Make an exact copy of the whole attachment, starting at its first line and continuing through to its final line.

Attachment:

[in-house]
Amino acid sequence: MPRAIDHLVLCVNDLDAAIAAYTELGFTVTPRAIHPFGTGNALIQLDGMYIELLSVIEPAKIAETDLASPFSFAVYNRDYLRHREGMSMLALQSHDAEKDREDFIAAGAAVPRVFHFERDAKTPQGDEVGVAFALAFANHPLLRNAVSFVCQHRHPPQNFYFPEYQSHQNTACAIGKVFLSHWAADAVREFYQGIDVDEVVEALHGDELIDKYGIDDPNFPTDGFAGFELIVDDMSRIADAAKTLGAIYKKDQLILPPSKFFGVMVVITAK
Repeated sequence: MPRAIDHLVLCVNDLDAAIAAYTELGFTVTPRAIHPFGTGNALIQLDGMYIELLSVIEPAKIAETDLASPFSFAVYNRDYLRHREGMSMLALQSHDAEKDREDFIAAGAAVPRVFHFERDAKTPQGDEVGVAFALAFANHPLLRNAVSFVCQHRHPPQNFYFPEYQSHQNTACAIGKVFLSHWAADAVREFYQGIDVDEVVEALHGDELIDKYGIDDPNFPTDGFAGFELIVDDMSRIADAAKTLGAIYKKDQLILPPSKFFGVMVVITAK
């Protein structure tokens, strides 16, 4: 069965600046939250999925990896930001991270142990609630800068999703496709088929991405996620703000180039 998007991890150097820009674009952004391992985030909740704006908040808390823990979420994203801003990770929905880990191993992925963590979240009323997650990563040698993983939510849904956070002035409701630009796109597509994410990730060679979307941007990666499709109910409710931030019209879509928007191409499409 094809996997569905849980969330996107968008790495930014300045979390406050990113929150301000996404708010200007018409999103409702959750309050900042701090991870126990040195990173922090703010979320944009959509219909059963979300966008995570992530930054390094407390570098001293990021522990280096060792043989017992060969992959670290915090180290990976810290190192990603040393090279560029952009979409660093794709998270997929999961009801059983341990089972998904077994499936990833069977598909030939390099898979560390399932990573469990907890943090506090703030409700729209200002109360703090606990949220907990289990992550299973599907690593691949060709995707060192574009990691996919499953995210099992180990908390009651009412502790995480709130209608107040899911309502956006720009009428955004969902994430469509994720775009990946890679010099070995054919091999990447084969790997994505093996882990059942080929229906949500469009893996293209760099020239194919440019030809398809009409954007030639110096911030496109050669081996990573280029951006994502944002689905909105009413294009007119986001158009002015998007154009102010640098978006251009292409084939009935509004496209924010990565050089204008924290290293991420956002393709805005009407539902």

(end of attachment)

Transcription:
[in-house]
Amino acid sequence: MPRAIDHLVLCVNDLDAAIAAYTELGFTVTPRAIHPFGTGNALIQLDGMYIELLSVIEPAKIAETDLASPFSFAVYNRDYLRHREGMSMLALQSHDAEKDREDFIAAGAAVPRVFHFERDAKTPQGDEVGVAFALAFANHPLLRNAVSFVCQHRHPPQNFYFPEYQSHQNTACAIGKVFLSHWAADAVREFYQGIDVDEVVEALHGDELIDKYGIDDPNFPTDGFAGFELIVDDMSRIADAAKTLGAIYKKDQLILPPSKFFGVMVVITAK
Repeated sequence: MPRAIDHLVLCVNDLDAAIAAYTELGFTVTPRAIHPFGTGNALIQLDGMYIELLSVIEPAKIAETDLASPFSFAVYNRDYLRHREGMSMLALQSHDAEKDREDFIAAGAAVPRVFHFERDAKTPQGDEVGVAFALAFANHPLLRNAVSFVCQHRHPPQNFYFPEYQSHQNTACAIGKVFLSHWAADAVREFYQGIDVDEVVEALHGDELIDKYGIDDPNFPTDGFAGFELIVDDMSRIADAAKTLGAIYKKDQLILPPSKFFGVMVVITAK
């Protein structure tokens, strides 16, 4: 069965600046939250999925990896930001991270142990609630800068999703496709088929991405996620703000180039 998007991890150097820009674009952004391992985030909740704006908040808390823990979420994203801003990770929905880990191993992925963590979240009323997650990563040698993983939510849904956070002035409701630009796109597509994410990730060679979307941007990666499709109910409710931030019209879509928007191409499409 094809996997569905849980969330996107968008790495930014300045979390406050990113929150301000996404708010200007018409999103409702959750309050900042701090991870126990040195990173922090703010979320944009959509219909059963979300966008995570992530930054390094407390570098001293990021522990280096060792043989017992060969992959670290915090180290990976810290190192990603040393090279560029952009979409660093794709998270997929999961009801059983341990089972998904077994499936990833069977598909030939390099898979560390399932990573469990907890943090506090703030409700729209200002109360703090606990949220907990289990992550299973599907690593691949060709995707060192574009990691996919499953995210099992180990908390009651009412502790995480709130209608107040899911309502956006720009009428955004969902994430469509994720775009990946890679010099070995054919091999990447084969790997994505093996882990059942080929229906949500469009893996293209760099020239194919440019030809398809009409954007030639110096911030496109050669081996990573280029951006994502944002689905909105009413294009007119986001158009002015998007154009102010640098978006251009292409084939009935509004496209924010990565050089204008924290290293991420956002393709805005009407539902």